What is the first thing you notice when you see an old car or truck for the first time? If you are like most folks, the answer would likely be the paint. Not just the color but the overall condition of the paint finish. Does it have a beautiful, high-gloss shine or a pleasing, soft “patina” that only the hands of time and exposure to sun and weather can produce? Of course, it is all subjective as we would fully expect a recently completed high-standards restoration to have a flawless, mirror like appearance. Conversely, a car or truck that is 40, 50, 60 years or even older and is still wearing it’s factory applied finish is greatly admired and highly prized for its beauty even though it may be worn through to the primer from many years of being lovingly polished or even proudly displaying some runs or imperfections that it acquired at the hands of that production line painter so many years before.

    In fact, at many show events, an unrestored car or truck wearing its original paint will often command much more attention by admirers than a perfectly restored example. What is all the more remarkable when we admire these old, preserved finishes is the fact that those paints weren’t really all that great compared to what is available today. This is not to say that those paints were of inferior quality as the manufacturers generally used the best materials that were available with whatever the coatings technology of the period allowed. It is also important to consider that, as the decades progressed into the 1950’s & 1960’s, the time required to apply paint increasingly became a more critical factor in the assembly of a car and with the exception of some of the more expensive luxury cars, a few flaws such as runs, texture and overspray were considered to be acceptable and actually looked for by some show judging organizations today.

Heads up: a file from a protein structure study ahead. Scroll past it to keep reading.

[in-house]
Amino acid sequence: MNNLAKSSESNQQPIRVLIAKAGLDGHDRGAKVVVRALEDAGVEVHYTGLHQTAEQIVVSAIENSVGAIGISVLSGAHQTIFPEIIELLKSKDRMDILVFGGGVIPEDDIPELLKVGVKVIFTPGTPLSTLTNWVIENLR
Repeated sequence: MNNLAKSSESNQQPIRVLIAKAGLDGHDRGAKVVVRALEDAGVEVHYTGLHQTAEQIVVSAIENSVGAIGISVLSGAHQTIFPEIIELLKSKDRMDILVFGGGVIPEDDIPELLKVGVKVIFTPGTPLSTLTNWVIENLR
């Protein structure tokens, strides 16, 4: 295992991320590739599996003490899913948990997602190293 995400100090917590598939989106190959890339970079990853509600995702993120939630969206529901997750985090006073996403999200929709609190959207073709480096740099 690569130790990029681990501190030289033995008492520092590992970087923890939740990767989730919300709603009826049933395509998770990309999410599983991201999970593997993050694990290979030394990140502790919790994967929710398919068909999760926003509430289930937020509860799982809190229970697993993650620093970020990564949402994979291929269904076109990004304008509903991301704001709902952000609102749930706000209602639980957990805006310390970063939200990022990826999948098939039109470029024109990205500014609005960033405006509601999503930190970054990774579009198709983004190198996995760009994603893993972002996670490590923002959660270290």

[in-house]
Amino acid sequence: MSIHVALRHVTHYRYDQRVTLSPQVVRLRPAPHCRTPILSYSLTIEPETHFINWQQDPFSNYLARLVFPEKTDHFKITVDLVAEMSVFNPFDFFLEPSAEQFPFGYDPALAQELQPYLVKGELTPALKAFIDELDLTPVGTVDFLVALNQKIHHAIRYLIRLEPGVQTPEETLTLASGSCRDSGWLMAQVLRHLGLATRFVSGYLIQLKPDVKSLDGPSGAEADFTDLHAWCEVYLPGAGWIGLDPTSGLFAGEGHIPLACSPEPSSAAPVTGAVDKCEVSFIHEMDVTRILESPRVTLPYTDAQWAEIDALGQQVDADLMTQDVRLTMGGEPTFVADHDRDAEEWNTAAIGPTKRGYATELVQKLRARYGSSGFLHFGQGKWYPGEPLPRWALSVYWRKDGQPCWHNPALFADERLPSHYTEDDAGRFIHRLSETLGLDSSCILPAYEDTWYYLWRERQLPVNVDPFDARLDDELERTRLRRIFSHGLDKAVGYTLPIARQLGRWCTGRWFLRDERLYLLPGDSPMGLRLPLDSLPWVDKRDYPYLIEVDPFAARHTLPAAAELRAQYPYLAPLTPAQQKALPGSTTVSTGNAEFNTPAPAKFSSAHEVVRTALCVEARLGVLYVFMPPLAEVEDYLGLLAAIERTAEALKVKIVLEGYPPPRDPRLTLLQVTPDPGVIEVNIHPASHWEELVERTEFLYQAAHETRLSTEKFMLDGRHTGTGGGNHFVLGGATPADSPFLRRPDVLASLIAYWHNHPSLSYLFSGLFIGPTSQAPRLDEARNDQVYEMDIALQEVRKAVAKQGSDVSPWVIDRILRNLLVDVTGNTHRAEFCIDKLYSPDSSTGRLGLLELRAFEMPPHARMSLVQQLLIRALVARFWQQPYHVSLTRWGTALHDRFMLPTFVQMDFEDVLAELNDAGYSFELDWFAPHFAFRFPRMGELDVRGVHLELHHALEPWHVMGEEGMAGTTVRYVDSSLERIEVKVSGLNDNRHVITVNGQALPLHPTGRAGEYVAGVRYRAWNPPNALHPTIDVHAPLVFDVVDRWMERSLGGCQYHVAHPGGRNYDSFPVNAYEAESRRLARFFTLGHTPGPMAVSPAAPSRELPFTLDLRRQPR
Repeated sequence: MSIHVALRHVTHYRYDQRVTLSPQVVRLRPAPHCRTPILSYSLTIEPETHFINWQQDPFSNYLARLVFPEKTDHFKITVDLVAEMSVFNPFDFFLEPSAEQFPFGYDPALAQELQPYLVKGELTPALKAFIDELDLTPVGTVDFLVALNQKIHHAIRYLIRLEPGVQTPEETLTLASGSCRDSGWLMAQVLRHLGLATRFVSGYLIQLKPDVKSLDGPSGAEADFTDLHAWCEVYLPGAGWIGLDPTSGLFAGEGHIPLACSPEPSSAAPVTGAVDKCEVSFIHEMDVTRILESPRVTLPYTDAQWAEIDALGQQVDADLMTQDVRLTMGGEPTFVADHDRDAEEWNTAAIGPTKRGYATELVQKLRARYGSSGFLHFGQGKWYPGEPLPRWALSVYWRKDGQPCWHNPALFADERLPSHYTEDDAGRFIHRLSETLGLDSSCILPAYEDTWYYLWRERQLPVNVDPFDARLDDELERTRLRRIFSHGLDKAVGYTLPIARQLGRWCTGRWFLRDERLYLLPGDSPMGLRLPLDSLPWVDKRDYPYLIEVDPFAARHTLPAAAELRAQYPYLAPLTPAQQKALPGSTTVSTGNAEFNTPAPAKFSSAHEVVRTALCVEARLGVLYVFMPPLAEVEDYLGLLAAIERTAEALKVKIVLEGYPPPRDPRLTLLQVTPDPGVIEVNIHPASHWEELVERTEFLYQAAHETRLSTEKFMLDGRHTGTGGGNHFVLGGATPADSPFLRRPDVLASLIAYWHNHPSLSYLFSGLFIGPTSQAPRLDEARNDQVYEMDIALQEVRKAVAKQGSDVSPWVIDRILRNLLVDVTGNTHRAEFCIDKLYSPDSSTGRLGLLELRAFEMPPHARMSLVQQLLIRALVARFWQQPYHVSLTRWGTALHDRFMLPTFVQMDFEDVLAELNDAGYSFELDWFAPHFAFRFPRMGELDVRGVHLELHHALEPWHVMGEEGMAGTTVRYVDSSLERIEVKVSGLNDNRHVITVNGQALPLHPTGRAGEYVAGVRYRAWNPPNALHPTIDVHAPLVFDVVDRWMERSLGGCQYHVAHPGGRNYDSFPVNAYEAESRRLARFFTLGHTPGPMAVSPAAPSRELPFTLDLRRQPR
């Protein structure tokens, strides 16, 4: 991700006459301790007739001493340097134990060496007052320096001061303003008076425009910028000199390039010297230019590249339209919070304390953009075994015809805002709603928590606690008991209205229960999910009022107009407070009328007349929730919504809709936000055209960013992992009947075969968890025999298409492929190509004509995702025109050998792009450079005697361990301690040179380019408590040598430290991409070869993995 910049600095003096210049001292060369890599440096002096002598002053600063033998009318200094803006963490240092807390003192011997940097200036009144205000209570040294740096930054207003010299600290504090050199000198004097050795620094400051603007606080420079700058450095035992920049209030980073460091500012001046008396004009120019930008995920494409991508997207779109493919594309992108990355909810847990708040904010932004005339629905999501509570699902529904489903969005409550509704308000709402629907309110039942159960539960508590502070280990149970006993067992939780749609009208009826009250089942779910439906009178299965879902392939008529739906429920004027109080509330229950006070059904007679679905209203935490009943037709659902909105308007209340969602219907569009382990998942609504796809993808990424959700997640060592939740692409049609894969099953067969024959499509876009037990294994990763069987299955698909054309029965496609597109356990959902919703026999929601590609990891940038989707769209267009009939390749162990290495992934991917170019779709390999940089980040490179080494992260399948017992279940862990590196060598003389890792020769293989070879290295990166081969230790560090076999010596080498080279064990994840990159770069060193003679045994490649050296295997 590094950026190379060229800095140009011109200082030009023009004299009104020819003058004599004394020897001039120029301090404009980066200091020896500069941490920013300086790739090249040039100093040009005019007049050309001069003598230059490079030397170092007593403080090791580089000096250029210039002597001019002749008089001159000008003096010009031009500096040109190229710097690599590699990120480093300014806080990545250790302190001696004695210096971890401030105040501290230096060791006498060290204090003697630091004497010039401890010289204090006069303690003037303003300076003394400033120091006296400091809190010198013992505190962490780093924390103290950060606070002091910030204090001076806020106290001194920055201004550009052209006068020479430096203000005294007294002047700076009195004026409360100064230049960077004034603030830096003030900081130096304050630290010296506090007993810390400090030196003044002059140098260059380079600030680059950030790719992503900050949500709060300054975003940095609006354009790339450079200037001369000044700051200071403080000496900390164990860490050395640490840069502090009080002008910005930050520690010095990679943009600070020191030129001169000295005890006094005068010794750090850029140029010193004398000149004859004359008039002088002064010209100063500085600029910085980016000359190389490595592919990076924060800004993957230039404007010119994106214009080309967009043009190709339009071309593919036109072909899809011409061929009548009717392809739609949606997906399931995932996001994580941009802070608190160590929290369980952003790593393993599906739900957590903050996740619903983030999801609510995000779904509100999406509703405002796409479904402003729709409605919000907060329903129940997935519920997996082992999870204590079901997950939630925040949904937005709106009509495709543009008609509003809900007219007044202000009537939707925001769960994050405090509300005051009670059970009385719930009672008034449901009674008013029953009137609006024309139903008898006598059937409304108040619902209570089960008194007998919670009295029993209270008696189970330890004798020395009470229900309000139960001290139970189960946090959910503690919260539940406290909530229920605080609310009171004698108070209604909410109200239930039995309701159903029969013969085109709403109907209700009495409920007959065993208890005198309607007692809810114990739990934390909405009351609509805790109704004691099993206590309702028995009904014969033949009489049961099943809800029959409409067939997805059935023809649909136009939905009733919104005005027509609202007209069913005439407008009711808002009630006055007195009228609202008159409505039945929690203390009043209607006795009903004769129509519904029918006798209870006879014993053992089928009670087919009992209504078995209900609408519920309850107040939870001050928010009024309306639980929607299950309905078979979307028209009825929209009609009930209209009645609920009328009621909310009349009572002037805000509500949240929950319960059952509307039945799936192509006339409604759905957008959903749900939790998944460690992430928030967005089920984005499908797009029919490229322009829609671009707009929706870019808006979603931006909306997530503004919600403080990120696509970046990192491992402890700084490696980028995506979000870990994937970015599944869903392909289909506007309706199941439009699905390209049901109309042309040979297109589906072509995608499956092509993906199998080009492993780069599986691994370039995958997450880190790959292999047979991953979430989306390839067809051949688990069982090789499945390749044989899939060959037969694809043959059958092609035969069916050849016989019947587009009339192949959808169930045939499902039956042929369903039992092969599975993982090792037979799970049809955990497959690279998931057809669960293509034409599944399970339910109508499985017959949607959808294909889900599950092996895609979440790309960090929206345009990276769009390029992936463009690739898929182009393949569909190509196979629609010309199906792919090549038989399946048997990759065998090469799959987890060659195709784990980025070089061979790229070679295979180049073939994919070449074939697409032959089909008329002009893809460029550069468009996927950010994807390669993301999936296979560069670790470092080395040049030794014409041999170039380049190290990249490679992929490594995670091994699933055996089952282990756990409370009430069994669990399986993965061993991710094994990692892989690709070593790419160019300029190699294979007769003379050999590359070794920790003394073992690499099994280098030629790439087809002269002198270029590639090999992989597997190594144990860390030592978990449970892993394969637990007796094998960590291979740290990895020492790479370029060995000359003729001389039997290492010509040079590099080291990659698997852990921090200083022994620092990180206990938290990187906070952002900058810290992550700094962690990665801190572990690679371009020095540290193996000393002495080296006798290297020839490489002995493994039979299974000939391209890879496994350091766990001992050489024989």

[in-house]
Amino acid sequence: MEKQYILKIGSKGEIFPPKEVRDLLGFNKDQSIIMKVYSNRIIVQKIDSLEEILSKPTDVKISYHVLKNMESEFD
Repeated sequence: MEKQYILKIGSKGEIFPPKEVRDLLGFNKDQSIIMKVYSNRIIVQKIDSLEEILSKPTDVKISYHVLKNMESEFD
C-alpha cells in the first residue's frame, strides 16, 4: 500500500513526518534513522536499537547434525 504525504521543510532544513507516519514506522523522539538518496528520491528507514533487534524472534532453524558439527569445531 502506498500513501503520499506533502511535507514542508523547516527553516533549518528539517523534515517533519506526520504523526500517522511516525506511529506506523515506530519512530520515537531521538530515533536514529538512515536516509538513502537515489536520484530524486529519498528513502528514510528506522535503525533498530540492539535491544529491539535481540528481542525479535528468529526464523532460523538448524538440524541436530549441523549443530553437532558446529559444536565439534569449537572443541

In the early days of the automobile, master furniture and carriage craftsmen painstakingly applied primitive oil-based enamel or varnish primer and finish coatings by brush!  These finishes had somewhat poor opacity which required numerous coats for coverage and took weeks to dry. They used mainly ink pigments which all tended to be darker colors. These coatings did not withstand weather and sunlight very well and tended to become dry and brittle before long. Since those paint jobs didn't last all that long, in those days, it was common for an owner to get some paint at a hardware store or mail order catalog like Montgomery Ward along with a good horse hair or hog bristle brush and re-paint the car. With the idea of preserving the car, some folks even did it every year or so…by brush of course!